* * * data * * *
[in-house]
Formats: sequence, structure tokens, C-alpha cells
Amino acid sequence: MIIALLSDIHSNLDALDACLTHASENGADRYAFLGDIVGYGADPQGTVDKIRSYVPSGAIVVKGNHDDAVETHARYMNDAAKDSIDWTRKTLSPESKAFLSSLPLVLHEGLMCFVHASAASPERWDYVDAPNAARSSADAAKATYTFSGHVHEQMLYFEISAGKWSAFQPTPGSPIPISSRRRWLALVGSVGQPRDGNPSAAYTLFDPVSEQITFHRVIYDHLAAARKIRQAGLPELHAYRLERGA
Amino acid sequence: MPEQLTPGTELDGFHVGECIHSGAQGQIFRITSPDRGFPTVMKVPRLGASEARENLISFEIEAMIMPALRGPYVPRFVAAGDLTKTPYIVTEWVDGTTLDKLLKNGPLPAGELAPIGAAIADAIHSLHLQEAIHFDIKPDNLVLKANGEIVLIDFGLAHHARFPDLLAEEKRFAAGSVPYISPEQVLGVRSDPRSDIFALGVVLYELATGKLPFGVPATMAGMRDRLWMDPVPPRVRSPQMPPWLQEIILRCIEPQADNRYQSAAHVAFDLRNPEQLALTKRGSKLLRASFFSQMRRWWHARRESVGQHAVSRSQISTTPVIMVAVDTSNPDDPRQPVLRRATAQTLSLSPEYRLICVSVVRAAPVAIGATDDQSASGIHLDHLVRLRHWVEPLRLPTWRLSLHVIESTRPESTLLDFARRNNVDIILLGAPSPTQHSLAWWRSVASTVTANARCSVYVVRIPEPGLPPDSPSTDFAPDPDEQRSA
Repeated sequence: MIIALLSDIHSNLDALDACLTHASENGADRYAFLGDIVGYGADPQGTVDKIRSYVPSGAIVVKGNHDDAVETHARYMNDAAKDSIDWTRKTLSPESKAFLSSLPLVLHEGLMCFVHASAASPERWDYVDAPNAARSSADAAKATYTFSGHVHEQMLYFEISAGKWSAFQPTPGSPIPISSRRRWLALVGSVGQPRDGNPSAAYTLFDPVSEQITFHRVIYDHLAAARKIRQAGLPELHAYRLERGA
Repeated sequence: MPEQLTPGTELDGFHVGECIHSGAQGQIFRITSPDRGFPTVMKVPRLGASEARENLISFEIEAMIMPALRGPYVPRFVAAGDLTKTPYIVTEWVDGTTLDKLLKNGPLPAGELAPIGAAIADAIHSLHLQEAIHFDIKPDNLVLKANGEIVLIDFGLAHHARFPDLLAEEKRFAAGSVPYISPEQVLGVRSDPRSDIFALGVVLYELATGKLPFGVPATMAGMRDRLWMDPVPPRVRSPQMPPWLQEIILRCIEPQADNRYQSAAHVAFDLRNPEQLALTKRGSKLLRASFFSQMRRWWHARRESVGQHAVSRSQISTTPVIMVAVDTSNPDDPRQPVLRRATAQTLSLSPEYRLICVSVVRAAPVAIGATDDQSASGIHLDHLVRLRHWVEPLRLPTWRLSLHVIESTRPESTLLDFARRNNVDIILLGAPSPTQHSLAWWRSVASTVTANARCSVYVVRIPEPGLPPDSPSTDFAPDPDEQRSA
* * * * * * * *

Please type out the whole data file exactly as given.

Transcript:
[in-house]
Formats: sequence, structure tokens, C-alpha cells
Amino acid sequence: MIIALLSDIHSNLDALDACLTHASENGADRYAFLGDIVGYGADPQGTVDKIRSYVPSGAIVVKGNHDDAVETHARYMNDAAKDSIDWTRKTLSPESKAFLSSLPLVLHEGLMCFVHASAASPERWDYVDAPNAARSSADAAKATYTFSGHVHEQMLYFEISAGKWSAFQPTPGSPIPISSRRRWLALVGSVGQPRDGNPSAAYTLFDPVSEQITFHRVIYDHLAAARKIRQAGLPELHAYRLERGA
Amino acid sequence: MPEQLTPGTELDGFHVGECIHSGAQGQIFRITSPDRGFPTVMKVPRLGASEARENLISFEIEAMIMPALRGPYVPRFVAAGDLTKTPYIVTEWVDGTTLDKLLKNGPLPAGELAPIGAAIADAIHSLHLQEAIHFDIKPDNLVLKANGEIVLIDFGLAHHARFPDLLAEEKRFAAGSVPYISPEQVLGVRSDPRSDIFALGVVLYELATGKLPFGVPATMAGMRDRLWMDPVPPRVRSPQMPPWLQEIILRCIEPQADNRYQSAAHVAFDLRNPEQLALTKRGSKLLRASFFSQMRRWWHARRESVGQHAVSRSQISTTPVIMVAVDTSNPDDPRQPVLRRATAQTLSLSPEYRLICVSVVRAAPVAIGATDDQSASGIHLDHLVRLRHWVEPLRLPTWRLSLHVIESTRPESTLLDFARRNNVDIILLGAPSPTQHSLAWWRSVASTVTANARCSVYVVRIPEPGLPPDSPSTDFAPDPDEQRSA
Repeated sequence: MIIALLSDIHSNLDALDACLTHASENGADRYAFLGDIVGYGADPQGTVDKIRSYVPSGAIVVKGNHDDAVETHARYMNDAAKDSIDWTRKTLSPESKAFLSSLPLVLHEGLMCFVHASAASPERWDYVDAPNAARSSADAAKATYTFSGHVHEQMLYFEISAGKWSAFQPTPGSPIPISSRRRWLALVGSVGQPRDGNPSAAYTLFDPVSEQITFHRVIYDHLAAARKIRQAGLPELHAYRLERGA
Repeated sequence: MPEQLTPGTELDGFHVGECIHSGAQGQIFRITSPDRGFPTVMKVPRLGASEARENLISFEIEAMIMPALRGPYVPRFVAAGDLTKTPYIVTEWVDGTTLDKLLKNGPLPAGELAPIGAAIADAIHSLHLQEAIHFDIKPDNLVLKANGEIVLIDFGLAHHARFPDLLAEEKRFAAGSVPYISPEQVLGVRSDPRSDIFALGVVLYELATGKLPFGVPATMAGMRDRLWMDPVPPRVRSPQMPPWLQEIILRCIEPQADNRYQSAAHVAFDLRNPEQLALTKRGSKLLRASFFSQMRRWWHARRESVGQHAVSRSQISTTPVIMVAVDTSNPDDPRQPVLRRATAQTLSLSPEYRLICVSVVRAAPVAIGATDDQSASGIHLDHLVRLRHWVEPLRLPTWRLSLHVIESTRPESTLLDFARRNNVDIILLGAPSPTQHSLAWWRSVASTVTANARCSVYVVRIPEPGLPPDSPSTDFAPDPDEQRSA